Powder metallurgy (PM) is a metal processing technology in which parts are produced from metallic powders. In the usual PM production sequence, the powders are compressed into the desired shape and then heated to cause bonding of the particles into a hard, rigid mass. Compression, called pressing, is accomplished in a press-type machine using tools designed specifically for the part to be manufactured.
Principle of Powder Metallurgy
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Powder metallurgy is the process of blending fine powdered materials, compacting the same into a desired shape or form inside a mould followed by heating of the compacted powder in a controlled atmosphere, referred to as sintering to facilitate the formation of bonding of the powder particles to form the final part.
Thus, the powder metallurgy process generally consists of four basic steps, as indicated in Figure which are-
- Powder manufacture,
- Blending of powders,
- Compacting of powders in a mould or die
Compacting is generally performed at room temperature and at high pressure. Sintering is usually done at elevated temperature and at atmospheric pressure. Often, compacting and sintering are combined. Optional secondary processing often follows to obtain special properties or enhanced dimensional precision.
Also read: Solid state welding
Powder Metallurgy route is very suitable for parts that are required to be manufactured from a single or multiple materials (in powder form) with very high strength and melting temperature that pose challenge for the application of casting or deformation processes.
The tooling, which typically consists of a die and one or more punches, can be expensive, and PM is therefore most appropriate for medium and high production. The heating treatment, called sintering, is performed at a temperature below the melting point of the metal.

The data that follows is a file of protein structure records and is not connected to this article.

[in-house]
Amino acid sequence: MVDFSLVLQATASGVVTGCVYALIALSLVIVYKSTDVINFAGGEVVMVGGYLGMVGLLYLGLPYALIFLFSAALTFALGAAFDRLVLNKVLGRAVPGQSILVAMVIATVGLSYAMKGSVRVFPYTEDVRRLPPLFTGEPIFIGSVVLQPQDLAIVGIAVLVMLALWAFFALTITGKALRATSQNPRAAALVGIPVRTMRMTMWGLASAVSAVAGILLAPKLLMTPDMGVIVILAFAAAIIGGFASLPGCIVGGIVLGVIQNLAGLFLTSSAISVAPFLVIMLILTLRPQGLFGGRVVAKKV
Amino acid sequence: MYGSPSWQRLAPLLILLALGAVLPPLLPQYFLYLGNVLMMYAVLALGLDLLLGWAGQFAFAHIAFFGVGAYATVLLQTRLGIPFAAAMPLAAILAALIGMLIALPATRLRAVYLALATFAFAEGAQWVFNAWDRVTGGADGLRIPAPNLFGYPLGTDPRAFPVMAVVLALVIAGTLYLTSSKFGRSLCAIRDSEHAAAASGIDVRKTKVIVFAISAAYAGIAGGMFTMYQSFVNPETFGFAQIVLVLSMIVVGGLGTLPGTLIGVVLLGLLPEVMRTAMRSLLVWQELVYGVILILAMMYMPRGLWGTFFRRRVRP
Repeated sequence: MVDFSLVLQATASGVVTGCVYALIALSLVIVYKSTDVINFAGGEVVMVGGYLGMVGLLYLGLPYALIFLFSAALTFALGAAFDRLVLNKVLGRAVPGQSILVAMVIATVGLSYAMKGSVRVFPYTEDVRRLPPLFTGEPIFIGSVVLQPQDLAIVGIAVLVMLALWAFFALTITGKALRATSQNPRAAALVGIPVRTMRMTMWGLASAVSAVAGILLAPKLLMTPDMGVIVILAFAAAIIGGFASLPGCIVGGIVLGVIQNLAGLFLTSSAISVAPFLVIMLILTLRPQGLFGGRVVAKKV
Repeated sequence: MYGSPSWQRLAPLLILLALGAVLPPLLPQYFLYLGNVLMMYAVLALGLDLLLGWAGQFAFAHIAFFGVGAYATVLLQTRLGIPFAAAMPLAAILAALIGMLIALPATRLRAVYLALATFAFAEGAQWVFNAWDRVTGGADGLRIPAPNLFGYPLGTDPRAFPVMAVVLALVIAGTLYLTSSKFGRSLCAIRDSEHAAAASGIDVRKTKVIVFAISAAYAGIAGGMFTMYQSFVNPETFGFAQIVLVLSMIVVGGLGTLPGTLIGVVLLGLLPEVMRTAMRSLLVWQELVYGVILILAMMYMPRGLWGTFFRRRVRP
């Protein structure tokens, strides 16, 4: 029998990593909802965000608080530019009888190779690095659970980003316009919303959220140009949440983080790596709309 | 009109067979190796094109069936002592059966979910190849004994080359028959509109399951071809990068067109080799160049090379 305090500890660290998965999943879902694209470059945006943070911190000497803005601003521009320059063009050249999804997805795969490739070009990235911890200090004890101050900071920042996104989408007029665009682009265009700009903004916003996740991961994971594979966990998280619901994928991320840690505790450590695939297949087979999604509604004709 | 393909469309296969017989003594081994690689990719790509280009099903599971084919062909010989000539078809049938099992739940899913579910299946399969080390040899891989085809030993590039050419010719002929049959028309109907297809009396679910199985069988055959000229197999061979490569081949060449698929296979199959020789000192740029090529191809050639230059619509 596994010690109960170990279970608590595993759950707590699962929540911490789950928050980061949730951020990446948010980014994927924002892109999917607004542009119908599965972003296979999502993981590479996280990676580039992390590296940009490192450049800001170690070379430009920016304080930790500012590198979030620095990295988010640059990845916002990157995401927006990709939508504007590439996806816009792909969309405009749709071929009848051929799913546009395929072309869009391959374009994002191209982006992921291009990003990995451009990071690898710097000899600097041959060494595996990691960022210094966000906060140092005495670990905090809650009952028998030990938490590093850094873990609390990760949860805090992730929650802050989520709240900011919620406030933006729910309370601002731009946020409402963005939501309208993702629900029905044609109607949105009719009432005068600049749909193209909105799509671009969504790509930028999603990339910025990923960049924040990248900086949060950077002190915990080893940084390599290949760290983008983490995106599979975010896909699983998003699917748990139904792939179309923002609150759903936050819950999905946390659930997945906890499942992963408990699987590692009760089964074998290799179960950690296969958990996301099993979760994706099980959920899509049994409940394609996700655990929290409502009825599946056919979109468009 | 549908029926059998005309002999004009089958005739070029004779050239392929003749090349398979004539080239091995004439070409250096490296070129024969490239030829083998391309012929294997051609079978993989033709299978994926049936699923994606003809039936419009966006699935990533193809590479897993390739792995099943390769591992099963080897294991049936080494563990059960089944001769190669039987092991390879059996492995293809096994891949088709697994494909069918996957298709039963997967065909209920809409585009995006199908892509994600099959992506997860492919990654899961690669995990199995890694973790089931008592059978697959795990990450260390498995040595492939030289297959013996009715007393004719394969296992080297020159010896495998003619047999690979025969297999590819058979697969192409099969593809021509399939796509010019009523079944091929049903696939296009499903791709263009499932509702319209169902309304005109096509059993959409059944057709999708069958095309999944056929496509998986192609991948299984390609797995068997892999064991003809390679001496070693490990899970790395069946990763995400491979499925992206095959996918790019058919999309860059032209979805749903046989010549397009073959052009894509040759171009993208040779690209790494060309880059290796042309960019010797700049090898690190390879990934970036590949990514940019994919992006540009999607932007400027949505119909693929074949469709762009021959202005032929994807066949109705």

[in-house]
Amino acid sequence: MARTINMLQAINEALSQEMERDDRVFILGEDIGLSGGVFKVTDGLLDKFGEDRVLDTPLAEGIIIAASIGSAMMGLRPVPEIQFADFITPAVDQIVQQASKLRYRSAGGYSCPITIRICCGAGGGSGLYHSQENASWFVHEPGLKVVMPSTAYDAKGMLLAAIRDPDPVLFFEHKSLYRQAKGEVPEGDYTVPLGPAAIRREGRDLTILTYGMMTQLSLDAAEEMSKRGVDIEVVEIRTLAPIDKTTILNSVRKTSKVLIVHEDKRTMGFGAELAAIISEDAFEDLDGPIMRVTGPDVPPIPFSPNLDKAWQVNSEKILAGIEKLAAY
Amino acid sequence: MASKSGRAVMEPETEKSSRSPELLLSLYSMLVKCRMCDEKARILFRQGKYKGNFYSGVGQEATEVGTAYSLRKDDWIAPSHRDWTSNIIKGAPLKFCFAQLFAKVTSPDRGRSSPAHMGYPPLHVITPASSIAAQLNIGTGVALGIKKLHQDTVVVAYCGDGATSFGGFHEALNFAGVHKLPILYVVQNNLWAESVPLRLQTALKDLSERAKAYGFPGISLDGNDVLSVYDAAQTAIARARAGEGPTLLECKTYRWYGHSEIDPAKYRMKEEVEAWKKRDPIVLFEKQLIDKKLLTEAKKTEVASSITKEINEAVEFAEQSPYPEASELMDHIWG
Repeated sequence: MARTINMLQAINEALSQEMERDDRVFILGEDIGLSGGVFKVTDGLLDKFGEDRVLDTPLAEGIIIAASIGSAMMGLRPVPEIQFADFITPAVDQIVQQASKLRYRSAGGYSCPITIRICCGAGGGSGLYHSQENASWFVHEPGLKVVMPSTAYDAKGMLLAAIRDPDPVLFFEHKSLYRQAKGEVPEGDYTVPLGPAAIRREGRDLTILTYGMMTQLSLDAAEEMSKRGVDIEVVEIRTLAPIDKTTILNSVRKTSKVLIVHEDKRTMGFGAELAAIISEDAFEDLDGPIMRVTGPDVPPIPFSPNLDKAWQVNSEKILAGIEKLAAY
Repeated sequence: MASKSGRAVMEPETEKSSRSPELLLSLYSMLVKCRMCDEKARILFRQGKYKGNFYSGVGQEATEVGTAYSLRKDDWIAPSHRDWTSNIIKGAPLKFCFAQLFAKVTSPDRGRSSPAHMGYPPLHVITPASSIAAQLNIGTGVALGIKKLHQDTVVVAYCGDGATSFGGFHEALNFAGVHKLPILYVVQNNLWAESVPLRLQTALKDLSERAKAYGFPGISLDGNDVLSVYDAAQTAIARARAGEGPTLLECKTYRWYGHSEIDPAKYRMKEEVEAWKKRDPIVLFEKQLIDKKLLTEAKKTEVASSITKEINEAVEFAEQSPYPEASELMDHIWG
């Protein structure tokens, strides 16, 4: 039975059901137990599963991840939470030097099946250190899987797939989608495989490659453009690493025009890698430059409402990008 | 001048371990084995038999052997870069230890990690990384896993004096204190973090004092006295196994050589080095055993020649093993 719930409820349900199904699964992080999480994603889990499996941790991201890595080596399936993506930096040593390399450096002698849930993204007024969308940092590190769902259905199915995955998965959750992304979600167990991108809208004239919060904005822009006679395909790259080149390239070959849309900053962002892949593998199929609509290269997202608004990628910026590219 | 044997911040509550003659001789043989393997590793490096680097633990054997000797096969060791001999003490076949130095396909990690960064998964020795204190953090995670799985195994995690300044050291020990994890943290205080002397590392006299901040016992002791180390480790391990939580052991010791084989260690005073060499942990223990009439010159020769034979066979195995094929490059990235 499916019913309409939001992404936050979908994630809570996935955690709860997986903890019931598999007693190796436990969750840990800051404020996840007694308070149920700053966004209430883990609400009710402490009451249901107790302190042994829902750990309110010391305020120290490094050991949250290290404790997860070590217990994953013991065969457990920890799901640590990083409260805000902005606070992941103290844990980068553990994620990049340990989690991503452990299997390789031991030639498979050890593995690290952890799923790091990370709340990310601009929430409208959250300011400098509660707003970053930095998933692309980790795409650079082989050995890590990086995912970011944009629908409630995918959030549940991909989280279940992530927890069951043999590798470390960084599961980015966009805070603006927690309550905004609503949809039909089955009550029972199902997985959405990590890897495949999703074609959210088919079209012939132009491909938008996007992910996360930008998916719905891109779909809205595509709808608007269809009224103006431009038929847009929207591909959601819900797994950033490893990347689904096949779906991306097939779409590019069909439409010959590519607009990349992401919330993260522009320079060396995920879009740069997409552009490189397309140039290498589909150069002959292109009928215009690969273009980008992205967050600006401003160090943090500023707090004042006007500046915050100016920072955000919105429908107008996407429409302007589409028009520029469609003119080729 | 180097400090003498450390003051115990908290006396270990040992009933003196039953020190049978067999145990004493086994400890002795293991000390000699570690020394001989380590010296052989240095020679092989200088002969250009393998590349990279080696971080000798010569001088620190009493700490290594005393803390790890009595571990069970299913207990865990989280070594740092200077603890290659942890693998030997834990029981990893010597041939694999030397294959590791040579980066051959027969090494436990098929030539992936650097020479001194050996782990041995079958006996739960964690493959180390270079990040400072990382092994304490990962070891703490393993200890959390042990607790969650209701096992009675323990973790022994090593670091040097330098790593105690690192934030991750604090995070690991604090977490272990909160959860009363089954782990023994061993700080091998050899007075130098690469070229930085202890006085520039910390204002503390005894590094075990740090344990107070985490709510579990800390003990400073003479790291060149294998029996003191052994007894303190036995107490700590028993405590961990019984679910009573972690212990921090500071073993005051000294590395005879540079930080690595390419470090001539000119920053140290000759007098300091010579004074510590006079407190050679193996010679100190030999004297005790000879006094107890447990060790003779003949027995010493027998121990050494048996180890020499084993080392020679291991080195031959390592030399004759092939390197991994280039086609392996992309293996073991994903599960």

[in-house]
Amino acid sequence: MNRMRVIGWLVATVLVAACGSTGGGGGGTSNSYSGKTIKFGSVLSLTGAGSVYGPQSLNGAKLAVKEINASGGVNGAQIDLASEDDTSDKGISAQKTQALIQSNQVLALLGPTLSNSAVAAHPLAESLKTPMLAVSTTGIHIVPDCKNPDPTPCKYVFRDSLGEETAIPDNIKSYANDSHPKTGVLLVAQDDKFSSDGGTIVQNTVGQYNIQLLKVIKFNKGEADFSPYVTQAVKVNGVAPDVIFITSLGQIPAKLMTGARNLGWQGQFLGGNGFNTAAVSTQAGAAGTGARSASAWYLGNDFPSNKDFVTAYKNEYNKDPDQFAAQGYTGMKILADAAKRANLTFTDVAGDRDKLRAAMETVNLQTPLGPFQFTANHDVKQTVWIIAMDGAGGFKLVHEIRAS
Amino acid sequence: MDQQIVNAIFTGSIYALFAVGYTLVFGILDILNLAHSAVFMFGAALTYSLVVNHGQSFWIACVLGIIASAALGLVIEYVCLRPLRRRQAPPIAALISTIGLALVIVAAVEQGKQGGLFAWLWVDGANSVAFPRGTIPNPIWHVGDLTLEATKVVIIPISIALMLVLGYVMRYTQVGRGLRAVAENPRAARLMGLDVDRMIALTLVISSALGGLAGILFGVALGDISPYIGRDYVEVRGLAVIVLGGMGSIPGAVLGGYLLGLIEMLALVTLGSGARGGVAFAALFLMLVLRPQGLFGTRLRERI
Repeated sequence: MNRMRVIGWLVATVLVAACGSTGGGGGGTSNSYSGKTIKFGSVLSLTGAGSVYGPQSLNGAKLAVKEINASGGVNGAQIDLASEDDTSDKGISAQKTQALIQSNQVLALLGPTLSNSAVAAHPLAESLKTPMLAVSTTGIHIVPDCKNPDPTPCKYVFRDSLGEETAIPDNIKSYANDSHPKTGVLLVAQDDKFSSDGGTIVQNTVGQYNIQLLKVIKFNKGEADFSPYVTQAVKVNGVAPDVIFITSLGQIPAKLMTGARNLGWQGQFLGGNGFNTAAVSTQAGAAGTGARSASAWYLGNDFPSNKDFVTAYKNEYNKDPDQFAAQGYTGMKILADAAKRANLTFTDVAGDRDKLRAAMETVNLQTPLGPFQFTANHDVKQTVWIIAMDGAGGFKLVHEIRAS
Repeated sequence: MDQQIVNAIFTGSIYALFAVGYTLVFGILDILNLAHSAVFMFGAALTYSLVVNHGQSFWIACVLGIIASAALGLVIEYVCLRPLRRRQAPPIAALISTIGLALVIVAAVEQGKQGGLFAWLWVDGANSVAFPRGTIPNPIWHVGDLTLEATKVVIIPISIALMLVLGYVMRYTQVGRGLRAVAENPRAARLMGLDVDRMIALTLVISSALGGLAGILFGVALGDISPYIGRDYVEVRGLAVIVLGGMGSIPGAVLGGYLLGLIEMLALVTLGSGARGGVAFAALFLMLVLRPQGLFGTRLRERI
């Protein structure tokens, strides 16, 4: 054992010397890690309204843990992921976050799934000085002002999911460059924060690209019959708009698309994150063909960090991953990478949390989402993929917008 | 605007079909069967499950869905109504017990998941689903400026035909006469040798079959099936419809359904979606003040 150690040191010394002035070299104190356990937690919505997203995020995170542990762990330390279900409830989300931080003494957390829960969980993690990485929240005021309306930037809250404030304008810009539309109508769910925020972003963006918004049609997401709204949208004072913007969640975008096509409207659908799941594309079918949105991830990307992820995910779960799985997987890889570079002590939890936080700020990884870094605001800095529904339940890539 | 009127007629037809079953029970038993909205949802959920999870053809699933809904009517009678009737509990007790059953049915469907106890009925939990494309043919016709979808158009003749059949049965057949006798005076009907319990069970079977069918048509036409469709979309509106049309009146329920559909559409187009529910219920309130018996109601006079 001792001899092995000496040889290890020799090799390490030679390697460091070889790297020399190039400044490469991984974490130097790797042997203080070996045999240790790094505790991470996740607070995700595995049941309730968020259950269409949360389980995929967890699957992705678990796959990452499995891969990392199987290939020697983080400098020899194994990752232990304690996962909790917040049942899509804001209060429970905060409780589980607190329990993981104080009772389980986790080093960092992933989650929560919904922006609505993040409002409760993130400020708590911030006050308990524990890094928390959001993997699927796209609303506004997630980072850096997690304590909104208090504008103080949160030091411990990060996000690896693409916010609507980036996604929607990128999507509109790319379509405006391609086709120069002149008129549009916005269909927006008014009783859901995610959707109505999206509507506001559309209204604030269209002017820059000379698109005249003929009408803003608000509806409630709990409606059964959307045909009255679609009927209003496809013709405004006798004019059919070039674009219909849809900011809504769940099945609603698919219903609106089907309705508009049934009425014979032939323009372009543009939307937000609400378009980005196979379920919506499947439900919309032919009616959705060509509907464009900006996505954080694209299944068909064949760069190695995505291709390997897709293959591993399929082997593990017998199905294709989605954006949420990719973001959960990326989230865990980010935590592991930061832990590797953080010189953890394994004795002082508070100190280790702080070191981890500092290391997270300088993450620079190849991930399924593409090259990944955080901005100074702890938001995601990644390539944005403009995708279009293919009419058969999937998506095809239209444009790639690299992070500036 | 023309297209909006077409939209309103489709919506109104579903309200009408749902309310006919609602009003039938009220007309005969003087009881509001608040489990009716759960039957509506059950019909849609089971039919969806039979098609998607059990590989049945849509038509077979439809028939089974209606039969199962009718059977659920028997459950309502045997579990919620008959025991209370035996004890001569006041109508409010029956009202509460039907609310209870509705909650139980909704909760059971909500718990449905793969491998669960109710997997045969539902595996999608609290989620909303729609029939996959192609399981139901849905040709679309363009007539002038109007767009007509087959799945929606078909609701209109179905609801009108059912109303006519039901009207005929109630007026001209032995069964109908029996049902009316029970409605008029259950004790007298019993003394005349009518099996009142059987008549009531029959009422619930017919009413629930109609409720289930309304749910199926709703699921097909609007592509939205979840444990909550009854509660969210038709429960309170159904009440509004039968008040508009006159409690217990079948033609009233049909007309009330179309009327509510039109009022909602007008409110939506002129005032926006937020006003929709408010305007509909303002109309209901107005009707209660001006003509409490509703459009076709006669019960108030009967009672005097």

Advantages of Powder Metallurgy
- Parts can be produced in mass production using this technique.
- Very little waste of material; about 97% of the starting powders are converted to product.
- Parts having a specified level of porosity can be made. This feature lends itself to the production of porous metal parts such as filters and oil-impregnated bearings and gears.
- Certain metals that are difficult to fabricate by other methods can be shaped by powder metallurgy. Tungsten is an example; tungsten filaments used in incandescent lamp bulbs are made using PM technology.
- Certain metal alloy combinations and cermets can be formed by PM that cannot be produced by other methods.
- PM compares favorably with most casting processes in terms of dimensional control of the product. Tolerances of _0.13 mm (_0.005 in) are held routinely.
- PM production methods can be automated for economical production.
Disadvantages of Powder Metallurgy
These include the following:
- Tooling and equipment costs are high
- Metallic powders are expensive, and
- There are difficulties with storing and handling metal powders (such as regradation of the metal over time, and fire hazards with particular metals).
- There are limitations on part geometry because metal powders do not readily flow laterally in the die during pressing, and allowances must be provided for ejection of the part from the die after pressing.
- Variations in material density throughout the part may be a problem in PM, especially for complex part geometries.
Definition of Powder
A powder can be defined as a finely divided particulate solid.